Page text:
Judge Finds Physician’s Negligence Led to Child’s Cerebral Palsy

birth injury claim

A West Virginia woman and her young daughter have been awarded $7.1 million following improper medical treatment that caused the child to suffer irreversible brain damage leading to cerebral palsy. The case was heard as a bench trial by Chief U.S. District Judge Gina Groh, who cited attending physician Sarah Hardy of the Shenandoah Valley Medical System with failing to meet the “appropriate standard of care” in October 2013, when 16-year-old Kayla Butts arrived at the hospital to deliver her child.

According to testimony provided in the case, the child’s cerebral palsy was a direct result of the lack of action taken by the hospital staff. The mother’s pregnancy had been demanding: she was previously hospitalized during her pregnancy for a bacterial infection, fever and multiple instances of pre-term labor, and upon delivery, the child showed signs of struggling.

Though Dr. Hardy had expressed the belief that the child should be transferred from Berkely Medical Center to Winchester Medical Center, where there was a neonatal intensive care unit, a nurse manager had persuaded her not to. The child eventually became cyanotic and developed the irreversible brain condition.

Judge Awards $7.1 Million to Family of Child With Cerebral Palsy

The negligent treatment not only resulted in the child developing cerebral palsy but yielded almost $225,000 in medical bills and services already incurred. The judge awarded the mother with compensation for those expenses and gave the child, who is now four years old, $6,912,412.49 for future lost earning capacity, future health care costs, and noneconomic damages.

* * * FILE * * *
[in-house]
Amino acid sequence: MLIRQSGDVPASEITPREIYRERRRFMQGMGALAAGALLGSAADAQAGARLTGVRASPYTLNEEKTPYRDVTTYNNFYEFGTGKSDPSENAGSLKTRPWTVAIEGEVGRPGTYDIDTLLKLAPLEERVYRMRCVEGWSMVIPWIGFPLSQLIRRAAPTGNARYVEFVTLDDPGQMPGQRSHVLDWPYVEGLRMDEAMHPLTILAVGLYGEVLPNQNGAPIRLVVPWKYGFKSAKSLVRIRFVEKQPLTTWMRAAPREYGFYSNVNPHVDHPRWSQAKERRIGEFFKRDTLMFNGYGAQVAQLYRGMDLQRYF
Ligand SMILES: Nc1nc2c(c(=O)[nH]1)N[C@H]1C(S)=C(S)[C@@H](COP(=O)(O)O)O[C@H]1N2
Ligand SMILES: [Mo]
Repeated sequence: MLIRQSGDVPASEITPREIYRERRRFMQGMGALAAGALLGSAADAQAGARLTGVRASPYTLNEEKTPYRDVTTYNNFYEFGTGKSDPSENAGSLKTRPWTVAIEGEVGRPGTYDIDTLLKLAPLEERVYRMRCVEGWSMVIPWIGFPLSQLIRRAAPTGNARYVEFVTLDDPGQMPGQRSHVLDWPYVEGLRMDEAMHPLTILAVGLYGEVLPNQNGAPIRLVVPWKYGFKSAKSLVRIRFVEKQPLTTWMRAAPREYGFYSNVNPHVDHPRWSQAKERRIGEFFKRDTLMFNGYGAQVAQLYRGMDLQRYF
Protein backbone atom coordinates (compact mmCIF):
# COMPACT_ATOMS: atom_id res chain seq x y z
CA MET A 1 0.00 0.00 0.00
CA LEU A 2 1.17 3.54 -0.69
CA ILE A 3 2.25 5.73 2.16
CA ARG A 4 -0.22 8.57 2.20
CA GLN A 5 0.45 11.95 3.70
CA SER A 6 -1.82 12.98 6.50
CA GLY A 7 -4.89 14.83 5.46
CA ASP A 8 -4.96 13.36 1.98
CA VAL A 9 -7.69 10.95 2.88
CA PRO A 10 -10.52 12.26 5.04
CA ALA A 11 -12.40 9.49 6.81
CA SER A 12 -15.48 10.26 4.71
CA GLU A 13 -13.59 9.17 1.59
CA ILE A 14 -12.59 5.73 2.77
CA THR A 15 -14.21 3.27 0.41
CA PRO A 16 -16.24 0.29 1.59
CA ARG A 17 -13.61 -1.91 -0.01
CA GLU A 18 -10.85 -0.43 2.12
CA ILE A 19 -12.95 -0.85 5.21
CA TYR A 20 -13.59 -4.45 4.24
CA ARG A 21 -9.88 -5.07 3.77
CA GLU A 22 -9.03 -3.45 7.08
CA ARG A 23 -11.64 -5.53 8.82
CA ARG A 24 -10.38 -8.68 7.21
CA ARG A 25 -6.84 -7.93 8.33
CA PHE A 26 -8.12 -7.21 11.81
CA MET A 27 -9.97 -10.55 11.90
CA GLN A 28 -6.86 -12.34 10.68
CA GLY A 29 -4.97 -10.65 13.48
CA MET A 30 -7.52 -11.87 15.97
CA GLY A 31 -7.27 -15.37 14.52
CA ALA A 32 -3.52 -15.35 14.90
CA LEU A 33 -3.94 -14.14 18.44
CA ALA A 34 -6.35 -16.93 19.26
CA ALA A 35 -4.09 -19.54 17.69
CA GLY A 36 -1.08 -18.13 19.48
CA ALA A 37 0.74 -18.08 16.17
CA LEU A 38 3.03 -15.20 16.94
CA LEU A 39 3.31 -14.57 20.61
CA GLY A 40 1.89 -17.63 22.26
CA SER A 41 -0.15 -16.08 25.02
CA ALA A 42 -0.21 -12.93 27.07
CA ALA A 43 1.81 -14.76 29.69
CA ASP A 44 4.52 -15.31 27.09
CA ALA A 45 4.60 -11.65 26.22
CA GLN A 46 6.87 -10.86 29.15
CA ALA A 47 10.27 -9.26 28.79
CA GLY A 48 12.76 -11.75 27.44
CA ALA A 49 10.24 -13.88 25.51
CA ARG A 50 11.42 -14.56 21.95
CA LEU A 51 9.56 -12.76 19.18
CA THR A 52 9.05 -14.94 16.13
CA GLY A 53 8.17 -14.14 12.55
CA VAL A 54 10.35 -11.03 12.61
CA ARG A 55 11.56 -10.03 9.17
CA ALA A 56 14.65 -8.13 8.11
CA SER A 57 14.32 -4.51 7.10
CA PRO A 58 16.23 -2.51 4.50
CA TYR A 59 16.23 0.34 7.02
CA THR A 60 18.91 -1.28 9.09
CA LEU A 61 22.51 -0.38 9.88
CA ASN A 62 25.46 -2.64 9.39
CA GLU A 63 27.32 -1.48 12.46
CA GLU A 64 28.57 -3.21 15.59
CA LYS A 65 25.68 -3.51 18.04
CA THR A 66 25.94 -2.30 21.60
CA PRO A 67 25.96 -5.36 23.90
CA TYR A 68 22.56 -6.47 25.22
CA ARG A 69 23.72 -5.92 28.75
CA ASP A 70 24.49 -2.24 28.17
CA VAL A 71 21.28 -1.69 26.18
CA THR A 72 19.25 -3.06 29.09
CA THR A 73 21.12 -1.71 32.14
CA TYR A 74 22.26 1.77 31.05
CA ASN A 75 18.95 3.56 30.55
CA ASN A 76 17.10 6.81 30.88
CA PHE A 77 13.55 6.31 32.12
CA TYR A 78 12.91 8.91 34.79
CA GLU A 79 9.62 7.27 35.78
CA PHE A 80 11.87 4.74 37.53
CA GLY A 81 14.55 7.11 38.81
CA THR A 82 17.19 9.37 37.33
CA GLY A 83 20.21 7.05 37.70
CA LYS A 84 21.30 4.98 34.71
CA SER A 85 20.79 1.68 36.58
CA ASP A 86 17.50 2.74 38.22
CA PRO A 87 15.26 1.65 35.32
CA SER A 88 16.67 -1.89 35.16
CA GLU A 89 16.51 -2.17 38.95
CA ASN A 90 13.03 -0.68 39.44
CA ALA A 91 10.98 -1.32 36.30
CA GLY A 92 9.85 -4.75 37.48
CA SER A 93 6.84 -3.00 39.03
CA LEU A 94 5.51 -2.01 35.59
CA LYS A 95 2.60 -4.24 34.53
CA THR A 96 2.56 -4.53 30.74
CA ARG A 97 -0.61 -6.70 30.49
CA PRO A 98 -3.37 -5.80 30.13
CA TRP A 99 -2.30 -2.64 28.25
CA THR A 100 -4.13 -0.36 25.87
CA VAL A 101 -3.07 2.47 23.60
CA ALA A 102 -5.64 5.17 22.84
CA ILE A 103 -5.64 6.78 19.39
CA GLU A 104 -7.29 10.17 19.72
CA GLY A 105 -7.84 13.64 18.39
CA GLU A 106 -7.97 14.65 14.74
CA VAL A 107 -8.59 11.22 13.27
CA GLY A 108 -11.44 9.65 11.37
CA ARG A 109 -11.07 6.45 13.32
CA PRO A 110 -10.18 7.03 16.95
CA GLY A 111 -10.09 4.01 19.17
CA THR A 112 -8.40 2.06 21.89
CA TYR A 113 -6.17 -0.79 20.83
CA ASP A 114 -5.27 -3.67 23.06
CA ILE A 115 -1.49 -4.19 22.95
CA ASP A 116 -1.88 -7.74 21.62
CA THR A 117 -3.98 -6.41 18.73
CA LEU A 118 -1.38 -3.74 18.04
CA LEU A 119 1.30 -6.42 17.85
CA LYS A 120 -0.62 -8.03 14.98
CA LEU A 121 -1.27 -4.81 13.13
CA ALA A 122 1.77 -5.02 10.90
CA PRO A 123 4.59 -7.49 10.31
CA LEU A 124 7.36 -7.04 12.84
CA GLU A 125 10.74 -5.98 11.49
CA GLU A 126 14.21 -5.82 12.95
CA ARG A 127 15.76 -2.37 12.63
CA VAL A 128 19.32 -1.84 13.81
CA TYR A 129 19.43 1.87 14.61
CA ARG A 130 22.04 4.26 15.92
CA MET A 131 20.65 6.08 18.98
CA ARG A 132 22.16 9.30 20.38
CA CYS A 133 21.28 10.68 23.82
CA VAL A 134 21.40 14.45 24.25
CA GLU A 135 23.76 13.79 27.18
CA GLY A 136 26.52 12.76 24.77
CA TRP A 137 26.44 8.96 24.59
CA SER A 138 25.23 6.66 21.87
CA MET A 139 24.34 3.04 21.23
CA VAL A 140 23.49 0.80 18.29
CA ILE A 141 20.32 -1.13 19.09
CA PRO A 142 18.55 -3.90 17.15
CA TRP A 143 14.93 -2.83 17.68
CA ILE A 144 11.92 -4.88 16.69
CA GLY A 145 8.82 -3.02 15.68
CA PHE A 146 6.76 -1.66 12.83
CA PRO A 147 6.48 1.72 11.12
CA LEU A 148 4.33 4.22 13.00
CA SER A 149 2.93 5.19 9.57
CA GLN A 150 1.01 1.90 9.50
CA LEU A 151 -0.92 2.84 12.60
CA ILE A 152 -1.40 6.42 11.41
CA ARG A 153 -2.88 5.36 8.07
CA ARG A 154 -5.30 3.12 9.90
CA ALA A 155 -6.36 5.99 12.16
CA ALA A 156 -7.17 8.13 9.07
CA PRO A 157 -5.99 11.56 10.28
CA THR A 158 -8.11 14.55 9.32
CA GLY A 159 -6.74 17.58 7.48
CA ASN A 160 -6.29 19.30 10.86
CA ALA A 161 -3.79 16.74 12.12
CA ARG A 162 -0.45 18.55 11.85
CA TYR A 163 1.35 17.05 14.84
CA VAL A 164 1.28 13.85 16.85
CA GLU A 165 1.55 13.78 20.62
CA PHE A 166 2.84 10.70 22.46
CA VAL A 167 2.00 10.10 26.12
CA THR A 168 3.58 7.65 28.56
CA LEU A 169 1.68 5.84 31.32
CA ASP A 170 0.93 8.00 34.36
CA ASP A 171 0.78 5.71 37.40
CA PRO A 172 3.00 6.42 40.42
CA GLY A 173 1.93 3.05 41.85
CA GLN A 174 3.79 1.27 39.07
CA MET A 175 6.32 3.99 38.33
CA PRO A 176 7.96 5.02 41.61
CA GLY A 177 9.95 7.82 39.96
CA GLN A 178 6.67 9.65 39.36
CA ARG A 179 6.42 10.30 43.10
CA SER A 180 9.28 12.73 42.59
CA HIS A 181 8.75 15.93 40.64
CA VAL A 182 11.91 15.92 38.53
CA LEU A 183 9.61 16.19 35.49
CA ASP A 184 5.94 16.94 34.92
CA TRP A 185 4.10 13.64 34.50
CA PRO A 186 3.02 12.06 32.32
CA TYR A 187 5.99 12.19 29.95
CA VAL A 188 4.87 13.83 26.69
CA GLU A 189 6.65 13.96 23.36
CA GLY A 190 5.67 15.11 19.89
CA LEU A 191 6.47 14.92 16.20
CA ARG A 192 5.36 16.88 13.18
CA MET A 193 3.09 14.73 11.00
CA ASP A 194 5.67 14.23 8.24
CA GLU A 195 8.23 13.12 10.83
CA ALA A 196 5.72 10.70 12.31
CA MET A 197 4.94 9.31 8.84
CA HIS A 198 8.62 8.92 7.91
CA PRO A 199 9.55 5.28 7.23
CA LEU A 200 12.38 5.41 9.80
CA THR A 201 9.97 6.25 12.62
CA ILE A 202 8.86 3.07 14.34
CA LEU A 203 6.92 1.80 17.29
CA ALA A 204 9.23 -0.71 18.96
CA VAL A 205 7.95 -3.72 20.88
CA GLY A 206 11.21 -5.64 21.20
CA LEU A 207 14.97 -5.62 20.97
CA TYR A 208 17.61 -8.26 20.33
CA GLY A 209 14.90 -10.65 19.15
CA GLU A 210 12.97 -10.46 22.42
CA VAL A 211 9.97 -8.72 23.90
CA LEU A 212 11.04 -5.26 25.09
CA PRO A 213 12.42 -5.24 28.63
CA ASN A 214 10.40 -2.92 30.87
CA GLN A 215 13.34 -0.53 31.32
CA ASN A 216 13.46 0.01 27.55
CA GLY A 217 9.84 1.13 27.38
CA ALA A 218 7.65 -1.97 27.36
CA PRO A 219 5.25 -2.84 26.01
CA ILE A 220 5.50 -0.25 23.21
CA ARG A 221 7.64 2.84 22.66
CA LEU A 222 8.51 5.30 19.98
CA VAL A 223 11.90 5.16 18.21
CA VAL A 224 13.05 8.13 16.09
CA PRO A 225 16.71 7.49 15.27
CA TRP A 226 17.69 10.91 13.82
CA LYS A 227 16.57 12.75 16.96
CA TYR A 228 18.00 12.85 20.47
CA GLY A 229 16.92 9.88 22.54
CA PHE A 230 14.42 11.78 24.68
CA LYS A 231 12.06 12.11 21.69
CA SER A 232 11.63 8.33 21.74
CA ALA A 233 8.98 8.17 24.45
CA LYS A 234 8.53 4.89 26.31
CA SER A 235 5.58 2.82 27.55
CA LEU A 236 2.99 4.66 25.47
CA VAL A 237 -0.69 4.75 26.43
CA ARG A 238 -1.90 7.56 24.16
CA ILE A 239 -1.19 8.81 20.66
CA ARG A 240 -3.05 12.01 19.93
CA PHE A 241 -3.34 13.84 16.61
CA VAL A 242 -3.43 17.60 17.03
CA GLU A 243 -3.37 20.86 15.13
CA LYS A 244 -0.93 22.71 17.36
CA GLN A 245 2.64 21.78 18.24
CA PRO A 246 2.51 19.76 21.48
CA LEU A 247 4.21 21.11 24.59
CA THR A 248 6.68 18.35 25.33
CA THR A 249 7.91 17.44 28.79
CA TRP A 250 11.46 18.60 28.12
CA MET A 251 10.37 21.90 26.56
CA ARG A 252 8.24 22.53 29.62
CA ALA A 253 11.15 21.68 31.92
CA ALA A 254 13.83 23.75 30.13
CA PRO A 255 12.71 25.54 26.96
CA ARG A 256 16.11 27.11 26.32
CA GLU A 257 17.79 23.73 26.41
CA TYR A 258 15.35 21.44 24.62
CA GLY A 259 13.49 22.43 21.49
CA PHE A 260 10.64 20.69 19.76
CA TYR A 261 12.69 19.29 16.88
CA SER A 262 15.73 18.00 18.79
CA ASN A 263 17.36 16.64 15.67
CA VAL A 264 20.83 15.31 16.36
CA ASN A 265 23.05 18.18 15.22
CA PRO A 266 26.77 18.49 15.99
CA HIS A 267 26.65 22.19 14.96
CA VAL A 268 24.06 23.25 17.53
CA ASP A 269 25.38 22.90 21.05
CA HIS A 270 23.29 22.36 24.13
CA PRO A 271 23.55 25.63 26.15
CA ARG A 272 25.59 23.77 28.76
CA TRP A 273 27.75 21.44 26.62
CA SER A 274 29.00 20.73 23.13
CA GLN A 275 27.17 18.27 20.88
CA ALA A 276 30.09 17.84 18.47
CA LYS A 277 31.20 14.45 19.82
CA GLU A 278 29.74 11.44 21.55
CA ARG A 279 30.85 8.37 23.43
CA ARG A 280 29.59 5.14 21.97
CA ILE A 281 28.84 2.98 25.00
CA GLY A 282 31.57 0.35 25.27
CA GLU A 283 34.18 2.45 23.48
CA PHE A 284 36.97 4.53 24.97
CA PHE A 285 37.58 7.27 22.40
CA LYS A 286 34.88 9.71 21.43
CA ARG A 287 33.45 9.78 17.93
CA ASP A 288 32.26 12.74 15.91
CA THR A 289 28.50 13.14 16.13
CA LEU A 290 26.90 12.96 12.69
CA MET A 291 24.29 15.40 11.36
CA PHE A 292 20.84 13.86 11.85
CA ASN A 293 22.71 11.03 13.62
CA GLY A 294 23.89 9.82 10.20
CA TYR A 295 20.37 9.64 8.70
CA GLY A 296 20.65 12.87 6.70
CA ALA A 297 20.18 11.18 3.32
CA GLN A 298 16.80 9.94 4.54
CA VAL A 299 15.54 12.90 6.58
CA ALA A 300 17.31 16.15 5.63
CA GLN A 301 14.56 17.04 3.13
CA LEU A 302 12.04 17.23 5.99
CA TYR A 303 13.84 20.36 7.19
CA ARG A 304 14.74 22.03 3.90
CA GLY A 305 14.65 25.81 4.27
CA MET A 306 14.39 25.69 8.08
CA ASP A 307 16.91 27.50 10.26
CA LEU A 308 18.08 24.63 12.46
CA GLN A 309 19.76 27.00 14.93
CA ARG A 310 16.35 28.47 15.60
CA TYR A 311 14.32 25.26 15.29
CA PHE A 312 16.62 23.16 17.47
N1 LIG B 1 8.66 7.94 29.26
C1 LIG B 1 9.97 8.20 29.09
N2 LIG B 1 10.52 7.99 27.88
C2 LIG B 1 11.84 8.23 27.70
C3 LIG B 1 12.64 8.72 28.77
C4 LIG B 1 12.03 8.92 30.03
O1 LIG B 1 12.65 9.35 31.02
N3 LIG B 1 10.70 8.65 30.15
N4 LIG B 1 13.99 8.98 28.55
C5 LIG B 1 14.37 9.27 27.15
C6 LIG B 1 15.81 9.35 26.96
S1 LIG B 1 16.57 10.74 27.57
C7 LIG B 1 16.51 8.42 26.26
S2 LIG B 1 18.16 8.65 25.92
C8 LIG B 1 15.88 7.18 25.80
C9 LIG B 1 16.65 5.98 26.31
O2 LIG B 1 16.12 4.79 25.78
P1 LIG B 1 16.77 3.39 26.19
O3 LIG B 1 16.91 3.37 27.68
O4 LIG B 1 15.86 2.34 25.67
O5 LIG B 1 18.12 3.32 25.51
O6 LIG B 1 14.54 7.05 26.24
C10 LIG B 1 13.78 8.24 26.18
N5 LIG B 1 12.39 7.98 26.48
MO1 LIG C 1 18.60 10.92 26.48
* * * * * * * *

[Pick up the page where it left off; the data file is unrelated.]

In her verdict, Jude Groh noted that the child “has no prospect whatsoever of approaching normal development; will not graduate from high school with any marketable skills; will remain completely and permanently disabled from any type of meaningful, gainful employment; will need continuous safety supervision; [and] will not be able to make any life decisions on her own; and she is going to be dependent on a caretaker, conservator or guardian to make decisions on her behalf.

She will never be able to walk without a walker or some assistance. It is likely she will suffer from seizures. She needs physical therapy, occupational therapy and speech therapy to maximize her basic functional skills.”

Author: Terri Oppenheimer

Terri Oppenheimer

Terri Oppenheimer is an independent writer, editor, and proofreader. She graduated from the College of William and Mary with a degree in English. She specializes in providing content for websites and finds tremendous enjoyment in the things she learns while doing her research. Her specific areas of interest include health and fitness, medical research, and the law.